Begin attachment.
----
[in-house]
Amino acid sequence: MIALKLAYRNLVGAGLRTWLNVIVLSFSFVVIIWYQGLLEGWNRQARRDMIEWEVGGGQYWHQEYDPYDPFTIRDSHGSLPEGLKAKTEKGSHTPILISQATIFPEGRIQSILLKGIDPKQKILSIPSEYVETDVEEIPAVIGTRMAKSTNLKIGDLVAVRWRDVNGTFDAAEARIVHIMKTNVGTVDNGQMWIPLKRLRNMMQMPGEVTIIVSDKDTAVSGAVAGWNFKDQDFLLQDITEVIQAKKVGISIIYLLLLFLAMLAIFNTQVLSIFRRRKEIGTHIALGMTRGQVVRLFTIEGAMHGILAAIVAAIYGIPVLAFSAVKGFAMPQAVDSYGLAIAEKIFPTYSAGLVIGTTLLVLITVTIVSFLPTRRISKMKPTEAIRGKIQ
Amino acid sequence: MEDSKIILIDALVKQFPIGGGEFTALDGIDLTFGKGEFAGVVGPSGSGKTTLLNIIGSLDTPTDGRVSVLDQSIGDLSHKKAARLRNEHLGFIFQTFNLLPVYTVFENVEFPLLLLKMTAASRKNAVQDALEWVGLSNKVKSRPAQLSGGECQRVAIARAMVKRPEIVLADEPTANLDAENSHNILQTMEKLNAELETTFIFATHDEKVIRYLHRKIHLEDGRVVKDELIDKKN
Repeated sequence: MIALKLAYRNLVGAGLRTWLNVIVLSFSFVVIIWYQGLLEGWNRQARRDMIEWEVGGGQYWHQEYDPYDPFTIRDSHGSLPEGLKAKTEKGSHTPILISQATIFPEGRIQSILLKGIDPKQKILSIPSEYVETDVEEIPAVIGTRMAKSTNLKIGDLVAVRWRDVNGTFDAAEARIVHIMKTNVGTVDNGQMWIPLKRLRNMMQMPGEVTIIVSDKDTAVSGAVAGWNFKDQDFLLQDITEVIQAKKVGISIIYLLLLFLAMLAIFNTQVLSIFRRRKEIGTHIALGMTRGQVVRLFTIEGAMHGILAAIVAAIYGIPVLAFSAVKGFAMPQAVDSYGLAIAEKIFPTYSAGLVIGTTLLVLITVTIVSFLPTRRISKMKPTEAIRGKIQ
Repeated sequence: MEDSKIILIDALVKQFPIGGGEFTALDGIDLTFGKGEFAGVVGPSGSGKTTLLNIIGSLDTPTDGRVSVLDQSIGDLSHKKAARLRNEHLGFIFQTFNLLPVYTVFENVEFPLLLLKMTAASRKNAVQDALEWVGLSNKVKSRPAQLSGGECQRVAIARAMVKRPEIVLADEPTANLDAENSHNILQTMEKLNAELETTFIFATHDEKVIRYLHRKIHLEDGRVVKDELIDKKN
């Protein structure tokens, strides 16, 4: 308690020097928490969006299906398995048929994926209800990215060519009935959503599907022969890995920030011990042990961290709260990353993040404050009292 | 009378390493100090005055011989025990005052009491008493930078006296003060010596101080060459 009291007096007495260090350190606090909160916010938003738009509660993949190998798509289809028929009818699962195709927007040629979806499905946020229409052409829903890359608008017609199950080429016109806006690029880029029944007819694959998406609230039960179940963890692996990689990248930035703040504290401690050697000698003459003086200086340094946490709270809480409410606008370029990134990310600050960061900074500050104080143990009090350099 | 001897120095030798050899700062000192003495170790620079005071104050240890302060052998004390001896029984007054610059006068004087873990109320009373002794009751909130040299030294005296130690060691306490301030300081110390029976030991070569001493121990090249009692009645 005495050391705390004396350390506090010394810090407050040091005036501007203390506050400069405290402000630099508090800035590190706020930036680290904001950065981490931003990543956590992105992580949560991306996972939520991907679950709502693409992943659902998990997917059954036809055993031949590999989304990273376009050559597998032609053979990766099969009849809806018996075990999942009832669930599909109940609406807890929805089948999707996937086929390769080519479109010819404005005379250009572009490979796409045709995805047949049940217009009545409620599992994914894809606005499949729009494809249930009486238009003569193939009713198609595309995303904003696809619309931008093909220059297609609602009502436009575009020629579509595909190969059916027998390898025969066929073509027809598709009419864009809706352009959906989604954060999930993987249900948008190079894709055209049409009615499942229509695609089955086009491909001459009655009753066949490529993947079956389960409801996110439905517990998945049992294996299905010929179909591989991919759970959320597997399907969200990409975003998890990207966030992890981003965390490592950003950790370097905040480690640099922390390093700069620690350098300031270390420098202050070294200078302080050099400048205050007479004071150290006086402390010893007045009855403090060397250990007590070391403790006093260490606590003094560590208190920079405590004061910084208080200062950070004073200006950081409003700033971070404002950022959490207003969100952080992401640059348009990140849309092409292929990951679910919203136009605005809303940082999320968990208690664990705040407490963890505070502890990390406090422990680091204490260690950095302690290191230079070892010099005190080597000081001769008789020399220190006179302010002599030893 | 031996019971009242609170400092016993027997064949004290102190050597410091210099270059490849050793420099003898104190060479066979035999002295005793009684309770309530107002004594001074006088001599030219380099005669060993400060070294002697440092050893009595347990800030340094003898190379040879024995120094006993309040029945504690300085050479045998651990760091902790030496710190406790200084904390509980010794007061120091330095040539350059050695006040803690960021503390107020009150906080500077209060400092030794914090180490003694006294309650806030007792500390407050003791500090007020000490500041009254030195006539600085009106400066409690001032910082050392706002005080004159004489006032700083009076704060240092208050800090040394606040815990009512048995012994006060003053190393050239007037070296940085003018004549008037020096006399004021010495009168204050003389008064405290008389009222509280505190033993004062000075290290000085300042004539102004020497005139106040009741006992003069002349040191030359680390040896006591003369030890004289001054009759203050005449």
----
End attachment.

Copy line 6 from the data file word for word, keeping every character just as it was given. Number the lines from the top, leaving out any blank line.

């Protein structure tokens, strides 16, 4: 308690020097928490969006299906398995048929994926209800990215060519009935959503599907022969890995920030011990042990961290709260990353993040404050009292 | 009378390493100090005055011989025990005052009491008493930078006296003060010596101080060459 009291007096007495260090350190606090909160916010938003738009509660993949190998798509289809028929009818699962195709927007040629979806499905946020229409052409829903890359608008017609199950080429016109806006690029880029029944007819694959998406609230039960179940963890692996990689990248930035703040504290401690050697000698003459003086200086340094946490709270809480409410606008370029990134990310600050960061900074500050104080143990009090350099 | 001897120095030798050899700062000192003495170790620079005071104050240890302060052998004390001896029984007054610059006068004087873990109320009373002794009751909130040299030294005296130690060691306490301030300081110390029976030991070569001493121990090249009692009645 005495050391705390004396350390506090010394810090407050040091005036501007203390506050400069405290402000630099508090800035590190706020930036680290904001950065981490931003990543956590992105992580949560991306996972939520991907679950709502693409992943659902998990997917059954036809055993031949590999989304990273376009050559597998032609053979990766099969009849809806018996075990999942009832669930599909109940609406807890929805089948999707996937086929390769080519479109010819404005005379250009572009490979796409045709995805047949049940217009009545409620599992994914894809606005499949729009494809249930009486238009003569193939009713198609595309995303904003696809619309931008093909220059297609609602009502436009575009020629579509595909190969059916027998390898025969066929073509027809598709009419864009809706352009959906989604954060999930993987249900948008190079894709055209049409009615499942229509695609089955086009491909001459009655009753066949490529993947079956389960409801996110439905517990998945049992294996299905010929179909591989991919759970959320597997399907969200990409975003998890990207966030992890981003965390490592950003950790370097905040480690640099922390390093700069620690350098300031270390420098202050070294200078302080050099400048205050007479004071150290006086402390010893007045009855403090060397250990007590070391403790006093260490606590003094560590208190920079405590004061910084208080200062950070004073200006950081409003700033971070404002950022959490207003969100952080992401640059348009990140849309092409292929990951679910919203136009605005809303940082999320968990208690664990705040407490963890505070502890990390406090422990680091204490260690950095302690290191230079070892010099005190080597000081001769008789020399220190006179302010002599030893 | 031996019971009242609170400092016993027997064949004290102190050597410091210099270059490849050793420099003898104190060479066979035999002295005793009684309770309530107002004594001074006088001599030219380099005669060993400060070294002697440092050893009595347990800030340094003898190379040879024995120094006993309040029945504690300085050479045998651990760091902790030496710190406790200084904390509980010794007061120091330095040539350059050695006040803690960021503390107020009150906080500077209060400092030794914090180490003694006294309650806030007792500390407050003791500090007020000490500041009254030195006539600085009106400066409690001032910082050392706002005080004159004489006032700083009076704060240092208050800090040394606040815990009512048995012994006060003053190393050239007037070296940085003018004549008037020096006399004021010495009168204050003389008064405290008389009222509280505190033993004062000075290290000085300042004539102004020497005139106040009741006992003069002349040191030359680390040896006591003369030890004289001054009759203050005449």